60 gal at 50,000 BTU cannot fill a bath tub twice. Fill it once, then go time how long the burner is lit afterwards. That's how long you have to wait for the next bath. Which is probably less then the length of a bath. - "If you have a gas water heater, plan to wait 45 minutes for the water to get hot after the heater has drained its capacity. If you have an electric water heater, double that to 1.5 hours." – waterheaterhub.com
    – Mazura
    Commented Feb 10, 2021 at 0:35
  • Does the label on the water heater indicate the recovery rate? That's the specification you are looking for. Suggested reading: Residential Sizing.
    – HABO
    Commented Feb 10, 2021 at 16:31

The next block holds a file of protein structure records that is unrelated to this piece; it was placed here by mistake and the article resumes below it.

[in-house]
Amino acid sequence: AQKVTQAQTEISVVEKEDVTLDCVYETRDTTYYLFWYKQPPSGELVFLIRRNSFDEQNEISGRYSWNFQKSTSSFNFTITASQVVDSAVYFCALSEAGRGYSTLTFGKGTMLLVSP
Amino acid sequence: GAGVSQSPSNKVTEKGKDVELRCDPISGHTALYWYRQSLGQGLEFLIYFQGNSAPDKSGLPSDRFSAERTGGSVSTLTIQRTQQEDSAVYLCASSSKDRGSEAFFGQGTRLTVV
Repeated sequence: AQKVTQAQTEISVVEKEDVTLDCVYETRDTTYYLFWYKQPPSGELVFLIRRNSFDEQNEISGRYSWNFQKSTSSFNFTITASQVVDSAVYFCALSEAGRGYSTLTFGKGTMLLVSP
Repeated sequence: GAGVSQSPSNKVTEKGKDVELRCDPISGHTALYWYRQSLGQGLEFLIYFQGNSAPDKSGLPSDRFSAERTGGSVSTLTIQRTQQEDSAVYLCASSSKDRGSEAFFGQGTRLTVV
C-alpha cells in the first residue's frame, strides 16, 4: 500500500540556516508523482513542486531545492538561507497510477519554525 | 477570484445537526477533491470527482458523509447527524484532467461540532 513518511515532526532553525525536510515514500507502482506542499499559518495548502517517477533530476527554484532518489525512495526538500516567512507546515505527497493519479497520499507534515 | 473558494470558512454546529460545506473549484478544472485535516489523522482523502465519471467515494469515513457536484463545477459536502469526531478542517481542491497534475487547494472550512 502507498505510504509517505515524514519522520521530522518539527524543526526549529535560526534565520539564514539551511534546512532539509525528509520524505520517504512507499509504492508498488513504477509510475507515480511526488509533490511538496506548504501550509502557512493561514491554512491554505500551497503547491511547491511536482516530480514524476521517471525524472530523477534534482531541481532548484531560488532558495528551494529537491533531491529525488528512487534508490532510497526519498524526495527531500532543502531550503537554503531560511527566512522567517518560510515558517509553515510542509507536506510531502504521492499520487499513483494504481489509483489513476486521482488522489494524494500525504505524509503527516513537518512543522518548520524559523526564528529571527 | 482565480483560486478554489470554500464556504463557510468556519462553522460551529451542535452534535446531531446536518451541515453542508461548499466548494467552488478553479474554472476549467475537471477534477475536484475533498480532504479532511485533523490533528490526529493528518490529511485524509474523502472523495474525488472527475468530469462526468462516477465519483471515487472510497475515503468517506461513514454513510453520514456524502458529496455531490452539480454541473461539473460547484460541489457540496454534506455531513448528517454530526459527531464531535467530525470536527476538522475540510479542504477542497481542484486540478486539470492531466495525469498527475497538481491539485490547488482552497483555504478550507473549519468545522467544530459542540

3 Answers 3


This is normal.

Your tank has 60 litres. You took 120 litres of cold+hot. So, let's assume you took 60 litres of hot and 60 litres of cold water. What went in? Cold water. Heating up this cold water will take time.

The only thing anormal, to me is :

We have a new 60L gas hot water tank.

That's small. Where do you live ? I live in a place with both abundant hydro electricity and abundant water, so a water heater would be more like 60 gallons.

After edits:

Is the dip tube installed correctly ?


  • 1
    Woah! I just edited my post. I meant 60 Gallons! Sorry about that!
    – logidelic
    Commented Feb 9, 2021 at 20:39
  • That changes things. Is the dip tube correctly installed ?
    – Jeffrey
    Commented Feb 9, 2021 at 20:42
  • I had suspected that the dip tube is broken and called the plumber who installed it to say so. They told me (without checking the unit) that me that what I was observing was totally normal and that it's working well. I have my doubts, hence my question. :)
    – logidelic